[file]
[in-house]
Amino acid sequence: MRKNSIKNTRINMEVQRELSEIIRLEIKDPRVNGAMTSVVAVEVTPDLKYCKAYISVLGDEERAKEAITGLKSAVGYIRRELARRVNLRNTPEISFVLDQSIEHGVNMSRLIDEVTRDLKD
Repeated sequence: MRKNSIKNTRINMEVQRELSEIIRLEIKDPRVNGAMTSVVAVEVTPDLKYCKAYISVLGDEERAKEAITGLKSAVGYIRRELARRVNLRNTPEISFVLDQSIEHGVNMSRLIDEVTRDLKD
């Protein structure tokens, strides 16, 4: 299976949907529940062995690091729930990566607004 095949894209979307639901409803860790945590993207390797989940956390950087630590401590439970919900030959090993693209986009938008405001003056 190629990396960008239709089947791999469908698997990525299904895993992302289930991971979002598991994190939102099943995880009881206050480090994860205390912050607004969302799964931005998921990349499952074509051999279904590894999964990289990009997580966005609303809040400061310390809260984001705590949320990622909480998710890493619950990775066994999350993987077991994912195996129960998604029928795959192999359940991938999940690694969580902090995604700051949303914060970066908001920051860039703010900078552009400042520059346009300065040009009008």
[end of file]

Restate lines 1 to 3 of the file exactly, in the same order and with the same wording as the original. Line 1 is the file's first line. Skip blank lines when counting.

[in-house]
Amino acid sequence: MRKNSIKNTRINMEVQRELSEIIRLEIKDPRVNGAMTSVVAVEVTPDLKYCKAYISVLGDEERAKEAITGLKSAVGYIRRELARRVNLRNTPEISFVLDQSIEHGVNMSRLIDEVTRDLKD
Repeated sequence: MRKNSIKNTRINMEVQRELSEIIRLEIKDPRVNGAMTSVVAVEVTPDLKYCKAYISVLGDEERAKEAITGLKSAVGYIRRELARRVNLRNTPEISFVLDQSIEHGVNMSRLIDEVTRDLKD